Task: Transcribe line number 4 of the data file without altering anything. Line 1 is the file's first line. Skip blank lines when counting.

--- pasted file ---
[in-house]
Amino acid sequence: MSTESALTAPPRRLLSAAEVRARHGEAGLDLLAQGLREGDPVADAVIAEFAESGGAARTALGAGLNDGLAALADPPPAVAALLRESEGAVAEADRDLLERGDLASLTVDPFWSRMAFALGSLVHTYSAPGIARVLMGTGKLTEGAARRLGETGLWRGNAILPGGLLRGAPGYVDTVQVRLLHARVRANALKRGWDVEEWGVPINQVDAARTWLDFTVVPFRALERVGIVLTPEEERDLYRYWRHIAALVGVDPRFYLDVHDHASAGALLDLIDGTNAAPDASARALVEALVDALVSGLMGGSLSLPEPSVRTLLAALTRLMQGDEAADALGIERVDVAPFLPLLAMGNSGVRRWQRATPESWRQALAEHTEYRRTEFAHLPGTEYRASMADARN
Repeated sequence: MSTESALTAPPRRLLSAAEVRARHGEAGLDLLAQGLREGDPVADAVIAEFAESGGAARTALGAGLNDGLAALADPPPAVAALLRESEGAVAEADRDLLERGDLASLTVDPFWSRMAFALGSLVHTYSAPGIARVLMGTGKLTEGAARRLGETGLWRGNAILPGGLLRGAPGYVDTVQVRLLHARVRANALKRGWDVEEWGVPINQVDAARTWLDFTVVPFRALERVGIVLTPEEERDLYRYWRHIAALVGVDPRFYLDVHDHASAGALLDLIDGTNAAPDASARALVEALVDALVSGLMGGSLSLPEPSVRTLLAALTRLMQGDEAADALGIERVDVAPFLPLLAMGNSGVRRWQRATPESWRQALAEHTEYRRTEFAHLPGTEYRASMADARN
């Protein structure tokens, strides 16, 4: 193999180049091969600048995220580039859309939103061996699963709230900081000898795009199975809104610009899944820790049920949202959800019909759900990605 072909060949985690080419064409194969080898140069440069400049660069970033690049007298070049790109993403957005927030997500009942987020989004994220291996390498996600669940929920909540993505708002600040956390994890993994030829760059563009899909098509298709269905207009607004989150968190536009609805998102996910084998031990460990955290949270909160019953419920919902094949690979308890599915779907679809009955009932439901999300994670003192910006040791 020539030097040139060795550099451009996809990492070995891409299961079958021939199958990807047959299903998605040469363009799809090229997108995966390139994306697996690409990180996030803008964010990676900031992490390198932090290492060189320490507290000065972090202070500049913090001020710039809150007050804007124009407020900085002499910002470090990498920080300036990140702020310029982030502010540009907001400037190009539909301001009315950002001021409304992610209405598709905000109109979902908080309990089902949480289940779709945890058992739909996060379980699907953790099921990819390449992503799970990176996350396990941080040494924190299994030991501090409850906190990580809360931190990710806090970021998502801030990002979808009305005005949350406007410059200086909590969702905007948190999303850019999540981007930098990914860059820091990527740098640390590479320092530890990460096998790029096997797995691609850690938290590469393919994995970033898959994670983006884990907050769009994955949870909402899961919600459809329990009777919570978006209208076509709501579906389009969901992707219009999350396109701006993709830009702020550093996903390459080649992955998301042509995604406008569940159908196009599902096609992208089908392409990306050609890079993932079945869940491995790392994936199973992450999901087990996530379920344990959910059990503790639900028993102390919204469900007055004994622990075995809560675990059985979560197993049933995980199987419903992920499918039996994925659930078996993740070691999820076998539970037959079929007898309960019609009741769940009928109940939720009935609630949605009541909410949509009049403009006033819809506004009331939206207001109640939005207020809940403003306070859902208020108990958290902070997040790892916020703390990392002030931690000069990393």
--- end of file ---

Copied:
């Protein structure tokens, strides 16, 4: 193999180049091969600048995220580039859309939103061996699963709230900081000898795009199975809104610009899944820790049920949202959800019909759900990605 072909060949985690080419064409194969080898140069440069400049660069970033690049007298070049790109993403957005927030997500009942987020989004994220291996390498996600669940929920909540993505708002600040956390994890993994030829760059563009899909098509298709269905207009607004989150968190536009609805998102996910084998031990460990955290949270909160019953419920919902094949690979308890599915779907679809009955009932439901999300994670003192910006040791 020539030097040139060795550099451009996809990492070995891409299961079958021939199958990807047959299903998605040469363009799809090229997108995966390139994306697996690409990180996030803008964010990676900031992490390198932090290492060189320490507290000065972090202070500049913090001020710039809150007050804007124009407020900085002499910002470090990498920080300036990140702020310029982030502010540009907001400037190009539909301001009315950002001021409304992610209405598709905000109109979902908080309990089902949480289940779709945890058992739909996060379980699907953790099921990819390449992503799970990176996350396990941080040494924190299994030991501090409850906190990580809360931190990710806090970021998502801030990002979808009305005005949350406007410059200086909590969702905007948190999303850019999540981007930098990914860059820091990527740098640390590479320092530890990460096998790029096997797995691609850690938290590469393919994995970033898959994670983006884990907050769009994955949870909402899961919600459809329990009777919570978006209208076509709501579906389009969901992707219009999350396109701006993709830009702020550093996903390459080649992955998301042509995604406008569940159908196009599902096609992208089908392409990306050609890079993932079945869940491995790392994936199973992450999901087990996530379920344990959910059990503790639900028993102390919204469900007055004994622990075995809560675990059985979560197993049933995980199987419903992920499918039996994925659930078996993740070691999820076998539970037959079929007898309960019609009741769940009928109940939720009935609630949605009541909410949509009049403009006033819809506004009331939206207001109640939005207020809940403003306070859902208020108990958290902070997040790892916020703390990392002030931690000069990393």